Is it time to inform the public once again?

Will we know that journalism has recovered when the next Walter Cronkite becomes the most trusted man/woman in America?

https://www.washingtonpost.com/news/powerpost/paloma/daily-202/2017/07/13/daily-202-trump-is-the-disrupter-in-chief-in-an-age-of-disruption/5966a386e9b69b7071abcb23/?wpmm=1&wpisrc=nl_daily202

https://www.wsj.com/articles/amid-turmoil-fox-news-holds-on-to-no-1-spot-as-msnbc-surges-1499601601

http://www.bbc.com/news/magazine-31152849

http://www.nydailynews.com/entertainment/tv/anchors-bring-new-era-network-stability-article-1.1922051

http://www.latimes.com/business/hollywood/

 

 

“Opinions are like assholes, everyone has one.” – Clint Eastwood as Dirty Harry

Weren’t we all repeatedly told by mumsy to never discuss religion and politics in polite company?

Wouldn’t you expect this admonition to particularly apply to your dear friends and family?

And what are the impacts of these unwise political discussions on the most important public relations of all? Your own PR and personal brand.fbpolitics

Then why do far too many of us insist on bloviating and pontificating our unrestrained and unvarnished political views on Facebook, and other digitally eternal social media sites including LinkedIn, Twitter and others?

Don’t we have enough to do?

Before delving any further into this issue, Almost DailyBrett must pose the following rhetorical question: What are we expecting when we bombard our family and friends (or LinkedIn connections) with unrestrained political diatribe, regardless of whether it comes from the progressive left or the patriotic right?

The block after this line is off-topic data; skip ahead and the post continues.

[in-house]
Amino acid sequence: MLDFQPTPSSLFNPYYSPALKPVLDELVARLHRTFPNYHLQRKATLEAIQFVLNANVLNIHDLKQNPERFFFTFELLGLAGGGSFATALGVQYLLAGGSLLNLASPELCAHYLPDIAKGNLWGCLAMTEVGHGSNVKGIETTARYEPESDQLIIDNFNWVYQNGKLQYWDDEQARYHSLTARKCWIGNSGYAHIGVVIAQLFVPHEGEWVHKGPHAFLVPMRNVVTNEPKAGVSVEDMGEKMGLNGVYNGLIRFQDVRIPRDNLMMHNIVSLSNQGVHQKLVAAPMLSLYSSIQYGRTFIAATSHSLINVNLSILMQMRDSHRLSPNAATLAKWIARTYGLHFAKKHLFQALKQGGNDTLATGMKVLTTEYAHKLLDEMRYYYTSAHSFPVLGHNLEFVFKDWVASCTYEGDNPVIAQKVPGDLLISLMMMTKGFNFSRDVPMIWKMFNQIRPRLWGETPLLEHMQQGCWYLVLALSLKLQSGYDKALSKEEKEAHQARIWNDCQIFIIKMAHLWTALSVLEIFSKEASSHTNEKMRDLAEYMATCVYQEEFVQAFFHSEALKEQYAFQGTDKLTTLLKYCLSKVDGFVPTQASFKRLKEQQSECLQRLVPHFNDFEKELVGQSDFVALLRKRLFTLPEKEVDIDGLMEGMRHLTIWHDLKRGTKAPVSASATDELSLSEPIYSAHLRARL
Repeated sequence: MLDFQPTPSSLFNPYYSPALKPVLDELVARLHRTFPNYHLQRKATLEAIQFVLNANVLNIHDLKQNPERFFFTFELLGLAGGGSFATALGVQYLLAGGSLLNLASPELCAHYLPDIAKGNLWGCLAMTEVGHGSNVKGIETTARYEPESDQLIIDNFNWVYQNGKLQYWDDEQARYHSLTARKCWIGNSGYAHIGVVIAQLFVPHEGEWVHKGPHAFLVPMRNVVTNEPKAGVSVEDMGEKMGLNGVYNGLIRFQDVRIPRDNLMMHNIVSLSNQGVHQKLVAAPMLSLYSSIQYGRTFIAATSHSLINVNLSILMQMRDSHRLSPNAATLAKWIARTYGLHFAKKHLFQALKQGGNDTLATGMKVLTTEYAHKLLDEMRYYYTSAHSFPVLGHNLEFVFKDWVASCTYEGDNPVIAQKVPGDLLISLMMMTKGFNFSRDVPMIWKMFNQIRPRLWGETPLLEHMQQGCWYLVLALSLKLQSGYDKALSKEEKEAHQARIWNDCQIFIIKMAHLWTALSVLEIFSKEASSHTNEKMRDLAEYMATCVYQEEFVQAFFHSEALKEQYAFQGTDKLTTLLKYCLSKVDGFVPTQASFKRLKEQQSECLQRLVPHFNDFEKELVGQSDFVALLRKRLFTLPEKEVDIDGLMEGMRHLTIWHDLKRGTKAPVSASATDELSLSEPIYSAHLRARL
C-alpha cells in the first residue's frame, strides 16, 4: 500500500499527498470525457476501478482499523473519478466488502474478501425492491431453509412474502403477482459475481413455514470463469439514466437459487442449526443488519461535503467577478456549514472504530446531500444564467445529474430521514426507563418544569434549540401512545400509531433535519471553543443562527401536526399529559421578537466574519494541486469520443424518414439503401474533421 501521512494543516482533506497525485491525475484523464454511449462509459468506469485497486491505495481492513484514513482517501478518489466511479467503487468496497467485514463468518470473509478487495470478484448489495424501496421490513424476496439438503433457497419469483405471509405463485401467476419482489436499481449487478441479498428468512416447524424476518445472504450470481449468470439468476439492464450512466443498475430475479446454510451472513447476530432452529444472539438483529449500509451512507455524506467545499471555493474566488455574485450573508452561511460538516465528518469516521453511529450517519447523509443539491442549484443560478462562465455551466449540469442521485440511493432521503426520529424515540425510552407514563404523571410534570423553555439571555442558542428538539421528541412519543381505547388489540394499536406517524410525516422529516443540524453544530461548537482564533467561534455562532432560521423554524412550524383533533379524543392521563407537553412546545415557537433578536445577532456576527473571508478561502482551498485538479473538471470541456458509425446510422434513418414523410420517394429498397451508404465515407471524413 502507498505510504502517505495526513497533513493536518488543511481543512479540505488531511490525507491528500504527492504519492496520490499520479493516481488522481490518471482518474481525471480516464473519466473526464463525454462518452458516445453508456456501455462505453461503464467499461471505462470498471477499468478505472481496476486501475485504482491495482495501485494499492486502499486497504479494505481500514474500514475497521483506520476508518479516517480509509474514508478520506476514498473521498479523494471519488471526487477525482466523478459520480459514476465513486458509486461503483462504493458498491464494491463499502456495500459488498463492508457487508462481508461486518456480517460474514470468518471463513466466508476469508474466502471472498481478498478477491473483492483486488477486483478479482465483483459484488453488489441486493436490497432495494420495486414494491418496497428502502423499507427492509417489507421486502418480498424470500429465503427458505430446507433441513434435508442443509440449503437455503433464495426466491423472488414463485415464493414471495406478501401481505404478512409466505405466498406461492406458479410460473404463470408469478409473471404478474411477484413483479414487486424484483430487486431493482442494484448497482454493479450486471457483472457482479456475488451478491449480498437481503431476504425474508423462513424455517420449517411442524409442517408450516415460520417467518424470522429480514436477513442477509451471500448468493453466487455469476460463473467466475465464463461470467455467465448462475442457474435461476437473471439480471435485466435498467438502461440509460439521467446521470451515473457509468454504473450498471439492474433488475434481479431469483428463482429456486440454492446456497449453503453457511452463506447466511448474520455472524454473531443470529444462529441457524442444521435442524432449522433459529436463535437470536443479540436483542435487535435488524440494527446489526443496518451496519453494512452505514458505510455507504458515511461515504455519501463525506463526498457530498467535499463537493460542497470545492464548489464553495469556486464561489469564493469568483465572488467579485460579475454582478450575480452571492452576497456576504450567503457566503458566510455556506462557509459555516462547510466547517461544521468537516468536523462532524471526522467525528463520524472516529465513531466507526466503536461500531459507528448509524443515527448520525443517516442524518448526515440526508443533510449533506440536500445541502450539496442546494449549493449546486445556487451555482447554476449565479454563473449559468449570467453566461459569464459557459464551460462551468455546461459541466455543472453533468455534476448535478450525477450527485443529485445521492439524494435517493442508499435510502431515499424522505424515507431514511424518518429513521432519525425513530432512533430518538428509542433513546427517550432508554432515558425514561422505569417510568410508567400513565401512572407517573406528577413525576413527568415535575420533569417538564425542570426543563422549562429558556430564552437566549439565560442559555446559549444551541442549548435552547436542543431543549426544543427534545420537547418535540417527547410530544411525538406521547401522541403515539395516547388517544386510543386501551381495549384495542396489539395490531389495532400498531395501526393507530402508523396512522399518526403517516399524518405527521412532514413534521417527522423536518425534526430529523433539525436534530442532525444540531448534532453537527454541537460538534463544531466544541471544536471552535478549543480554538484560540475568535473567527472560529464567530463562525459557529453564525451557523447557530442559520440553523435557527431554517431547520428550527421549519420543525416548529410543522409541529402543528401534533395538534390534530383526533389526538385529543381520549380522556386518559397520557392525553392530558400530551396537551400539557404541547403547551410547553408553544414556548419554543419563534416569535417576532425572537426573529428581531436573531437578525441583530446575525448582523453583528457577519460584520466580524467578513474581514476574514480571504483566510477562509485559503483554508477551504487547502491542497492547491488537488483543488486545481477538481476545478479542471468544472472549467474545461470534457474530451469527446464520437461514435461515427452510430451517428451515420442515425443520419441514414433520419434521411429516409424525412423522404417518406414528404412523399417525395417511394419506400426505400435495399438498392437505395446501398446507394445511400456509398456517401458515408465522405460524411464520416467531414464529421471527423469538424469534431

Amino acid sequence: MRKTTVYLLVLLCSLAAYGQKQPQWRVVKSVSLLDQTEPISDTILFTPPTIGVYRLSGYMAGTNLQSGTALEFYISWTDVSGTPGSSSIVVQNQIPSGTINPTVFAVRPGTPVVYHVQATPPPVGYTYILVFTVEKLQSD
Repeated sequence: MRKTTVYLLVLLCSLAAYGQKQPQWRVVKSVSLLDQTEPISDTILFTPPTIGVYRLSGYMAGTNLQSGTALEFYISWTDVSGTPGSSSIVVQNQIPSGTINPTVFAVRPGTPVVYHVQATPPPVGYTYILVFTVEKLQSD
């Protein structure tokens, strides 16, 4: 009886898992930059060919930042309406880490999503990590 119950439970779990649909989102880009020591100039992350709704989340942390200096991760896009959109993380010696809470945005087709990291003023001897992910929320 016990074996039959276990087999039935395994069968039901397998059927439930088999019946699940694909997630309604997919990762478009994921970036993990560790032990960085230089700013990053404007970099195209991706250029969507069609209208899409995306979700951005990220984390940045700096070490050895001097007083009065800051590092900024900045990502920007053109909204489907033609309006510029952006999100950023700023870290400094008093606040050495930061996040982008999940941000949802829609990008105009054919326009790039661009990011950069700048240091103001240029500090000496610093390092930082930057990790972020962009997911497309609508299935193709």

Don’t the vast majority of our friends and family already know our political views? Don’t they harbor their own political opinions? Are they really persuadable at this point in time?clintontrumpdebate

For most Americans, you have to be living under a rock if you don’t have a well-formed and mostly unchanging opinion about Hillary Clinton or Donald Trump. According to the Real Clear Politics average, almost 59 percent of national poll respondents have a negative view of Hillary and nearly 62 percent are thumbs down on The Donald.

The political pros tell us these two are the most unpopular respective nominees in the long histories of the Democratic and Republican Parties. As a result, most of us have formed an unalterable opinion about both of these pols, and they are hardening, not softening … if that’s still possible.

If all the above is true, Almost DailyBrett must ask why do we bother offering our political views to people who we regard as friends and family? Do we enjoy making them react as if someone took their finger nails to a chalkboard?

Do we secretly enjoy being passive, aggressive?

Unfriending A “Friend” Because of Politics

Who is ultimately responsible for an unfriending decision because of political digital intercourse?

  1. The “friend” who frequently offers political opinions to one and all via a few digital key strokes with no consideration of how these comments are going to be construed.
  2. Or the “friend” who takes personal affront to repeated political commentary, more often than not, negative about the opposition, and angrily unfriends the so-called friend.buckleyquote

The late conservative commentator William F. Buckley is probably smiling from heaven as a result of the Pew Research Journalism Project, which revealed that liberals are more likely than their conservative counterparts to unfriend someone with contrary political views (e.g., conservatives).